Infrastructure’s social licence to operate is in jeopardy thanks to the community’s construction fatigue and sheer opposition, with around $20 billion worth of infrastructure projects delayed, cancelled or mothballed over the past decade. Making these projects certified under a sustainability rating scheme could turn the tide.
All eyes are on infrastructure to kickstart the Australian economy after COVID-19 and now new analysis shows that sustainable infrastructure could deliver bigger dividends than conventional options.
Numbers crunched by global consultancy firm RPS Group show that infrastructure projects rated through the Infrastructure Sustainability Rating Scheme (IS Rating Scheme) are set to deliver a minimum of $1.60 and as much as $2.40 in benefit for every dollar spent.
“Our study makes the business case clear: sustainability and profitability are not mutually exclusive. Importantly, the non-market benefits of infrastructure should not be limited to major projects,” Infrastructure Sustainability Council of Australia chief executive officer Ainsley Simpson said.
The economic benefit to Australian could be even bigger if more projects were covered by the IS Rating Scheme, which measures and verifies sustainability performance throughout the project lifecycle.
“If uptake of the IS Rating Scheme was doubled, the net benefit would soar to $90.7 million. All infrastructure – urban and regional, large and small, new and ageing – can deliver more for our communities.”
The independent cost benefit analysis accounted for financial saving gleaned through accumulated reductions in energy (14 per cent less than infrastructure delivered according to standard practice), water (27 per cent less) and materials (31 per cent less), among other savings.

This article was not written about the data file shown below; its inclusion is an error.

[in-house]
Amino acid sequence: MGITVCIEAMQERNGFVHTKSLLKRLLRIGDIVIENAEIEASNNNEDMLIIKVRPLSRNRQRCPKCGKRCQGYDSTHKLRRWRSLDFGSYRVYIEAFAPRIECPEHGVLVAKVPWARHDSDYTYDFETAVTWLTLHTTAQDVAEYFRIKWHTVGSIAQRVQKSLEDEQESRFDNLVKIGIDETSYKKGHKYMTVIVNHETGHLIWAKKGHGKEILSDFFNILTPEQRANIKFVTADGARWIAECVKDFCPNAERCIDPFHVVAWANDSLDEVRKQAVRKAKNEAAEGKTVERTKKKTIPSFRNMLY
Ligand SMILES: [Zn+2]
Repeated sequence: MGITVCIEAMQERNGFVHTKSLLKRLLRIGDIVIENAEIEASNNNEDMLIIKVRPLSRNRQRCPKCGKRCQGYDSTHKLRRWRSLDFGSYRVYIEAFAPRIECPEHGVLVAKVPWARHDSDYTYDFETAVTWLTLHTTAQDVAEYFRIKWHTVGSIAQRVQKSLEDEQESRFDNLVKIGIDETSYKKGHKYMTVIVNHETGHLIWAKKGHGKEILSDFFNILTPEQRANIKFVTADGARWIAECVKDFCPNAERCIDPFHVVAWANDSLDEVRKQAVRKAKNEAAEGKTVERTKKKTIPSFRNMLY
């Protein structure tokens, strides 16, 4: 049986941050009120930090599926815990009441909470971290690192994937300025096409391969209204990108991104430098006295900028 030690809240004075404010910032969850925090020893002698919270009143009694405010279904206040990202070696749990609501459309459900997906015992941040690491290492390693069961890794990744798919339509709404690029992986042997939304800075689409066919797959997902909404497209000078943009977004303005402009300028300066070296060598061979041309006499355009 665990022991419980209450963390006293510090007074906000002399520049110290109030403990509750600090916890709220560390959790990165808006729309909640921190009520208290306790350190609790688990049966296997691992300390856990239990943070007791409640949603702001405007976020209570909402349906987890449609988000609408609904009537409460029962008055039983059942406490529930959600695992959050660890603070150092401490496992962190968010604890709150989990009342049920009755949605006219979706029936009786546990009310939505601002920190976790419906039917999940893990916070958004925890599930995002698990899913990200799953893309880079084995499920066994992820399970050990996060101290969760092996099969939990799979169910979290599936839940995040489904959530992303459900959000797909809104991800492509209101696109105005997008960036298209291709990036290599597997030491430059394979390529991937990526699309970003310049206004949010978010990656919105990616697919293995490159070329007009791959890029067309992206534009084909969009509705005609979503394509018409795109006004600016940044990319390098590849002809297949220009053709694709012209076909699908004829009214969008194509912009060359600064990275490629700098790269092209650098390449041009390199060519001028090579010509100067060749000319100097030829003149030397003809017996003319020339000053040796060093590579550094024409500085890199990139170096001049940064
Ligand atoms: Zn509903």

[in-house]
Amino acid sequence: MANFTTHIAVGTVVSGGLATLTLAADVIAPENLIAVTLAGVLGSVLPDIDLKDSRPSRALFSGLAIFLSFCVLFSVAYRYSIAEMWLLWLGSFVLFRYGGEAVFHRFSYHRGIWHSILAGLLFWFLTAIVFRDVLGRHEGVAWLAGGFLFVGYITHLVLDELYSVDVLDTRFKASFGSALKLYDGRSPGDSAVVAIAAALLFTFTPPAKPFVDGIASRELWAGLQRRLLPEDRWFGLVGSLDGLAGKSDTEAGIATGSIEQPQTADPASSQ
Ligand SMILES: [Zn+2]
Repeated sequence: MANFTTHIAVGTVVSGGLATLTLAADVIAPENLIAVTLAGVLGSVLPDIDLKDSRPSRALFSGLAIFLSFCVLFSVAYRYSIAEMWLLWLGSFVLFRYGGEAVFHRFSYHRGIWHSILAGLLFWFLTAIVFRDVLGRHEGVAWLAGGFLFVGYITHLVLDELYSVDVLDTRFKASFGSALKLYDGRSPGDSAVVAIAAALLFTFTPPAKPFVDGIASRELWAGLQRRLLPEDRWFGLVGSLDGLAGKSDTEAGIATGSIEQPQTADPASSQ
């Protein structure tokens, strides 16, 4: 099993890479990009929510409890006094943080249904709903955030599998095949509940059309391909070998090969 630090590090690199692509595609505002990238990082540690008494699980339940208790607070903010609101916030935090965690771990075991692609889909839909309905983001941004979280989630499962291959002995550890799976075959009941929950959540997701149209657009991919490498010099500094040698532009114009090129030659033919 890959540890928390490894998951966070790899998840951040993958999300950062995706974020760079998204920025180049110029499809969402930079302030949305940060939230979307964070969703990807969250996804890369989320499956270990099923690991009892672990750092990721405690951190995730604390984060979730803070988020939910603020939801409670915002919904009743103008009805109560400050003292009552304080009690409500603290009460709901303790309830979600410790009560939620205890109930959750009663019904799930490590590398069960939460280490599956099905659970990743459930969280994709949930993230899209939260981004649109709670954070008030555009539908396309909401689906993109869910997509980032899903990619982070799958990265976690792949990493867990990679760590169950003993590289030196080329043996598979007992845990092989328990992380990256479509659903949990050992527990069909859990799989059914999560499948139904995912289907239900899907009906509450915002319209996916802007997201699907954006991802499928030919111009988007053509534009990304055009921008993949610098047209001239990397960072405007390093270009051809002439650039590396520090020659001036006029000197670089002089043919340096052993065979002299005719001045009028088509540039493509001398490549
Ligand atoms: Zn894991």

The analysis only looked at financial benefits even though sustainable infrastructure also offers a range of non-monetary benefits such as lower emissions, better air quality and increased liveability.
ISCA is calling for governments to mandate the scheme IS Rating Scheme as a way to navigate economic recovery without sacrificing environmental outcomes.
“Infrastructure investment can help us achieve strong economic outcomes for Australia as we bounce back from the Covid-19 crisis. But we need to ensure we are spending our money wisely,” Ms Simpson said.
“Infrastructure Australia estimates that $20 billion worth of infrastructure projects were delayed, cancelled or mothballed over the last decade due to community opposition. Construction fatigue has put pressure on communities and jeopardised the industry’s social licence.
“By mandating the IS Rating Scheme, governments can help us pivot from past practices and invest in sustainable infrastructure that de-risks assets, boosts financial performance and, most importantly, builds a better future for generations.”